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ICC Note:
Christians remain forgotten by the international community as the civil war continues to rage. Many Christians worry about their future prospects in Syria if Islamists are able to take over the government. The Christians population in Syria continues to dwindle as they are displaced.   
12/22/2012 Syria (VoiceofAmerica) — Christmas trees and lights decorate this city on the eastern edge of the Mediterranean. As Christmas approaches, however, Syria’s 2 million Christians are not celebrating. They are worrying. If an Islamist government replaces the secular government of Bashar al-Assad, they wonder what the future will be for Syria’s religious minorities.
Daniel, an Armenian Orthodox, escaped from Syria three months ago with his wife and five children.
“I had to come here. Because we as a Christian sect are targeted. Salafis and Muslim Brotherhood, and al-Qaida people, came and displaced us,” he said.
Tolerance fades
Before the civil war, he said, Syria was a secular nation of religious tolerance.
“At the garage where I worked, there were Armenians, Christians, Muslims,” Daniel, a 48-year-old car mechanic, said. “We ate together, I would go eat at their place. We would not ask if someone was Muslim or Christian.”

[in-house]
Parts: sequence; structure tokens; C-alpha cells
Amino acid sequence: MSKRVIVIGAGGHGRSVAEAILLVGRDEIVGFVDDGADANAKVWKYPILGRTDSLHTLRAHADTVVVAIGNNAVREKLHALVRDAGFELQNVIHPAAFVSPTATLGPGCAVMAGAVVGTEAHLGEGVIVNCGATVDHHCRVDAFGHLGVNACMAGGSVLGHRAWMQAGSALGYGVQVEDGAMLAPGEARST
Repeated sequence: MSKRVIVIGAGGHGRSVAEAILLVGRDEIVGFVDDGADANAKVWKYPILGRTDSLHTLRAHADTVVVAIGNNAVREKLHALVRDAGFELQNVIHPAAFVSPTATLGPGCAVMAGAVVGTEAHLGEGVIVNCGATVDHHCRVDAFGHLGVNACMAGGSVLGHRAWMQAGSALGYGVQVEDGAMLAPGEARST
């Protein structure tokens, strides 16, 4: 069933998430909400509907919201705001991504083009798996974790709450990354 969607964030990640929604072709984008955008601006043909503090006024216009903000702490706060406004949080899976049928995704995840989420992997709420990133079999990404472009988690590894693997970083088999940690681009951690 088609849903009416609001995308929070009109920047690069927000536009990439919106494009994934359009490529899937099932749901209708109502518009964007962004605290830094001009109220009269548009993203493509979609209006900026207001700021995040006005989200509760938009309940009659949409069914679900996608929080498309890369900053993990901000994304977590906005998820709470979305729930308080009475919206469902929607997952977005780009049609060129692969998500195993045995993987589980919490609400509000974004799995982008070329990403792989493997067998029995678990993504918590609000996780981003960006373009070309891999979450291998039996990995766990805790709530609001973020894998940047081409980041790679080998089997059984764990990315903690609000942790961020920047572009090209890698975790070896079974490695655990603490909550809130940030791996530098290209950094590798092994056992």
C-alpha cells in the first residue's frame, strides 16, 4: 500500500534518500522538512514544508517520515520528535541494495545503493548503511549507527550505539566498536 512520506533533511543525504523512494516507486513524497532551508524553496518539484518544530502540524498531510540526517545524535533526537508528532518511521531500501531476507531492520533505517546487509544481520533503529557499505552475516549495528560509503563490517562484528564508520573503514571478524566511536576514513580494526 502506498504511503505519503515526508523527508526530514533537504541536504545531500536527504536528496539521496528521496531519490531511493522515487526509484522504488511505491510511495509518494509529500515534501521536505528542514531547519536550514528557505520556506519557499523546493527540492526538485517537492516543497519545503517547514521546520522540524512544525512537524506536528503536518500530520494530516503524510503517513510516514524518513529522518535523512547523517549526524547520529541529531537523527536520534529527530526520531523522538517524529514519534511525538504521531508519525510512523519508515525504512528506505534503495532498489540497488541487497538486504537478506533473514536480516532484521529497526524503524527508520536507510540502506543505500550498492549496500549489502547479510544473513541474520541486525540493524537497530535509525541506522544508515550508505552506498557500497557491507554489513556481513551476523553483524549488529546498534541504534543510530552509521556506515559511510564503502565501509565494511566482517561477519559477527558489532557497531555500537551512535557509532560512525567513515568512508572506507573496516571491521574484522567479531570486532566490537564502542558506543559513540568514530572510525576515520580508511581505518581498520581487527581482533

After Egypt, Syria has the second largest population of Christians in the Arab world – about 2 million people.
Christians dwindle
Kamal Sioufi, president of Caritas Lebanon, a Christian charity, worries about the future of Christianity in the region.
“The problem is in all the countries of the Middle East: the number of Muslim is increasing, the number of Christians is decreasing, and the power is for the Muslim, it is not for Christians,” said Sioufi.
The losers in Syria’s civil war could be the Christians, about 10 percent of the population.
“The problem is the minority because they haven’t any power is Syria, so they have… they will be people of a second category,” said Sioufi.

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